Consider a scenario where John, a Singapore citizen, is employed by a company headquartered in China and is ordinarily based in China. In July 2022, John returned to Singapore for a holiday and plans to work remotely in Singapore for the rest of 2022 to avoid the quarantine requirements in China. John has not decided on when he will return to China.

From an employment tax perspective, John’s situation raises many questions:

  • Should John remain on the China entity’s payroll while he is working remotely in Singapore?
  • Which entity (the China head office or the Singapore subsidiary, if any) should handle the employer’s reporting while John is in Singapore?
  • Does the company need to fulfil employment tax obligations in Singapore (for example, CPF, SDL and SHG)?
  • Are there any double taxation implications?
  • Will John create a permanent establishment (PE) for the China entity in Singapore?

COMMON PITFALLS

Overseas payments not reported

One common employment tax pitfall relates to split payroll arrangements where payments made by the overseas payroll in relation to a Singapore employment are not reported in Singapore, leading to an under-reporting of taxable income in Singapore. 

Taxable reimbursements

Depending on the set-up of a company, reimbursements may not be handled by the payroll department. If a taxable reimbursement is not processed via payroll, the company may overlook the reimbursement and under-report its taxable income.

Income versus capital payments

Some of the employment income may be incorrectly treated as capital payment and accordingly, not brought to tax (for example, severance payment). While severance payments that are made to compensate for the loss of employment are capital receipts and therefore not taxable, other payments such as salary in lieu of notice, ex-gratia and gratuity for past services are payments for services and therefore, taxable to the employee.

NAVIGATE THE COMPLEX EMPLOYMENT TAX LANDSCAPE

In view of the changing employment norms and the heightened scrutiny by tax authorities, companies should put in place a comprehensive risk framework and governance to handle the entire life cycle of employment – from the moment an employee joins the organisation to the moment the employee leaves. Critical financial information (such as remuneration, benefits, expenses, reimbursements and CPF contributions) must be recorded and retained, with safeguards put in place to ensure the data integrity.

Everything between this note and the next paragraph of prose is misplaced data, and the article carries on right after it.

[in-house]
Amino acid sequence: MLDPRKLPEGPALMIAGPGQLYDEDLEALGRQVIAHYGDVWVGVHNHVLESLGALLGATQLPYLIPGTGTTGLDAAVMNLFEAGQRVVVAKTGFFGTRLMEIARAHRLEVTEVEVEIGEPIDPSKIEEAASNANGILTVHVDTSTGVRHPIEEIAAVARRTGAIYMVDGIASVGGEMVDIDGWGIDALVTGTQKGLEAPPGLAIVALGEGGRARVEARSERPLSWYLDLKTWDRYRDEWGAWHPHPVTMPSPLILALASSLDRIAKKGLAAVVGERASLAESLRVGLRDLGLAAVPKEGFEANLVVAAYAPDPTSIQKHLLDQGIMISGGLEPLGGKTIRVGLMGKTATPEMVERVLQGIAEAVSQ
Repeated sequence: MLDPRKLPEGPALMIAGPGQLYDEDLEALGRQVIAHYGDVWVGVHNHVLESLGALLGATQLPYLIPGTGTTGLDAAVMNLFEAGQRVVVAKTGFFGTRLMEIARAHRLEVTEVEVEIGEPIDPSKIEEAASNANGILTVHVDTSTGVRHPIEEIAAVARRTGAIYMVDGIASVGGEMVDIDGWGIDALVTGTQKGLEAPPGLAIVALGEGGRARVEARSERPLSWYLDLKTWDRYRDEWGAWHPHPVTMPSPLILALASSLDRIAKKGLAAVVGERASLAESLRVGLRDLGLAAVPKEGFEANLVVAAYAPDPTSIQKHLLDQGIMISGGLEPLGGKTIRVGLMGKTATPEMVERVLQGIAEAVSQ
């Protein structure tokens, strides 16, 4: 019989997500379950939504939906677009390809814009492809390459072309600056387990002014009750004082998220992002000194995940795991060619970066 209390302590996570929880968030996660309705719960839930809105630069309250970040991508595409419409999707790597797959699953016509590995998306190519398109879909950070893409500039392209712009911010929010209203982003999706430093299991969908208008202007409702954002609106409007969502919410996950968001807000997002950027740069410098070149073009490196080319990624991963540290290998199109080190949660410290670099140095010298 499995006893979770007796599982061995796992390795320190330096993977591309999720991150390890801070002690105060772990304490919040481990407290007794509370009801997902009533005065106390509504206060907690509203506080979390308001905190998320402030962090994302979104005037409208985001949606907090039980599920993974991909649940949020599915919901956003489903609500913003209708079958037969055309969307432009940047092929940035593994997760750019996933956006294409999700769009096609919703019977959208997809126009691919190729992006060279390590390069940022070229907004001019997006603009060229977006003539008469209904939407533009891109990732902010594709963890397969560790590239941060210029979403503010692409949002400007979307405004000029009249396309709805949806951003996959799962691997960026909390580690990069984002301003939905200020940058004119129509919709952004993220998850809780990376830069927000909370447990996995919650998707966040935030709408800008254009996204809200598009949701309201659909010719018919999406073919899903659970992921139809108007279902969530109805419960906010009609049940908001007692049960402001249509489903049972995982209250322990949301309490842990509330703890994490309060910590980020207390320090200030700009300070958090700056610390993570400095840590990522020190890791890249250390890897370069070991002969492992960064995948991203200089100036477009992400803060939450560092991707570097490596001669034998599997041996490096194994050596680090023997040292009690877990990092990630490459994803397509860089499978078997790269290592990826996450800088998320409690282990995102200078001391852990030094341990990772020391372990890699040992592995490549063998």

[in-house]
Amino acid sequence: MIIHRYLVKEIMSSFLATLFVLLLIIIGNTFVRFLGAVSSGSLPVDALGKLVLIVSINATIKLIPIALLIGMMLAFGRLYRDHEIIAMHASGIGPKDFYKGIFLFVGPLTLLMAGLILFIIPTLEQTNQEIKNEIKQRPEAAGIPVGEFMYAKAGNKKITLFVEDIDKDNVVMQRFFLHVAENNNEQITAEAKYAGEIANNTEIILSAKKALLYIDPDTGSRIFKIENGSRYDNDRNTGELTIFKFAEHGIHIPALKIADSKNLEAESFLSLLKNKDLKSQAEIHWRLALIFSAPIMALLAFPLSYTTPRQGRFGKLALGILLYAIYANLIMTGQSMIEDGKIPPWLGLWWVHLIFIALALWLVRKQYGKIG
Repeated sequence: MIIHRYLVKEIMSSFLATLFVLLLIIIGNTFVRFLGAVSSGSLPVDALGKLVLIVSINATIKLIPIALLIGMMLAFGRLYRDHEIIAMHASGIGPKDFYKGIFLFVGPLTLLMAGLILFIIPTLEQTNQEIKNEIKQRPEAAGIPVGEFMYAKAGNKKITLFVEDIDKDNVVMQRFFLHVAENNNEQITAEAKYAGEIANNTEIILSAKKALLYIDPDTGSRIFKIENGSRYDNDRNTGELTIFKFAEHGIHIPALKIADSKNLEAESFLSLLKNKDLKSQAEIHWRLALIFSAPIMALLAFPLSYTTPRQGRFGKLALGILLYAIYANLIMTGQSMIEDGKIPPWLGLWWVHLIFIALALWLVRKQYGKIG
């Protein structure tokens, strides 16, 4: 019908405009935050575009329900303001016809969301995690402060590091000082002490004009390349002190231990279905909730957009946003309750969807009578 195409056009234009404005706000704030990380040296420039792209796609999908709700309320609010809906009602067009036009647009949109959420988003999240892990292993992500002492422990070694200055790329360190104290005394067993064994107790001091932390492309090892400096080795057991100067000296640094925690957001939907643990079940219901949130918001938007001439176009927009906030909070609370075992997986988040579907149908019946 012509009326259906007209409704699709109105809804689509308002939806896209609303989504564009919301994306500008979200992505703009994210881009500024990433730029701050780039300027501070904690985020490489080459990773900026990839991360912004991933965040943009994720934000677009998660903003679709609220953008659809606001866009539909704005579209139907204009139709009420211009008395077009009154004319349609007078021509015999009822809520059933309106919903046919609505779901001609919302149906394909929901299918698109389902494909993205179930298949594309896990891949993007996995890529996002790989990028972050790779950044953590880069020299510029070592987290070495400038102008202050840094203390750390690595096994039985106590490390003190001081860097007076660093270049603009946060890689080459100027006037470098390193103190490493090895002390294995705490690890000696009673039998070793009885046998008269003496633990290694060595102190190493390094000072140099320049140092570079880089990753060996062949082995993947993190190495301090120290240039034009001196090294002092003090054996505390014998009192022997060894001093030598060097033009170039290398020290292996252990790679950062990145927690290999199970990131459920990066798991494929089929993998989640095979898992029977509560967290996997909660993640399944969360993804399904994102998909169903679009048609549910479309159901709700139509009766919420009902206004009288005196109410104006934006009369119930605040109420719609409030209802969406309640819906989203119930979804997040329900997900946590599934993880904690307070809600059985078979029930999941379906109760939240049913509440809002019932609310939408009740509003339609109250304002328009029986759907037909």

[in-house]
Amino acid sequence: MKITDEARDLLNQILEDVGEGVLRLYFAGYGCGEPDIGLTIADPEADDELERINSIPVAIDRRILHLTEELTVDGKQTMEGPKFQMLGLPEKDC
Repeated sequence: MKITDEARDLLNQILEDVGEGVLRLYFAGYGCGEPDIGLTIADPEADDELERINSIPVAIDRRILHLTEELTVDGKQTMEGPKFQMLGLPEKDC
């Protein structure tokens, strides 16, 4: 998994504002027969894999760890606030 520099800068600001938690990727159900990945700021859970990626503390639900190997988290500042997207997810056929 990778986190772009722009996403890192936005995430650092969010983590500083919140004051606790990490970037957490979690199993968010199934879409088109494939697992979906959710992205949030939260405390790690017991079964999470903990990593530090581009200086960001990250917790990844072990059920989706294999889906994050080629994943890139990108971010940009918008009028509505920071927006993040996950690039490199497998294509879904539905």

Initial set-up

It is critical for the organisation to be aware of and set up all of the employer’s statutory reporting requirements correctly from the onset. Professional tax advice should be sought where necessary as even the best system would not be useful if the organisation has misinterpreted the requirements.

Once the statutory reporting requirements and filing deadlines have been established, the organisation may then set up the system based on its specific needs. When setting up the system, the company should include all payroll codes including off-payroll items. The mapping of the codes to the various statutory filing should then be reviewed for accuracy.

Risk and governance

There should be a clear segregation of roles and responsibilities to manage risk and enhance governance. Some organisations adopt the RACI (responsible, accountable, consulted, informed) matrix to enhance the clarity of employee roles and responsibilities for each task, milestone and decision. 

Monitor and control

Potential exposures and gaps in the system or process should be identified through periodic checks, and any gaps identified should be proactively resolved with the relevant authorities. Regular trainings should be conducted to help employees remain relevant and competent.

Governance and documentation

Companies should document their end-to-end process for risk management purposes, and designate appropriate signoffs at each stage of processes to enhance accountability. All relevant records must be retained to support the various compliance and reporting.           

While employment tax compliance may not usually be in the spotlight, the recent transformation of the global employment landscape and the continual evolution of established working norms have raised questions of companies’ readiness to meet the increasingly complex compliance obligations. It is thus timely for companies to put on new lenses to relook their employment tax compliance.


Felix Wong is Head of Tax, Singapore Chartered Tax Professionals.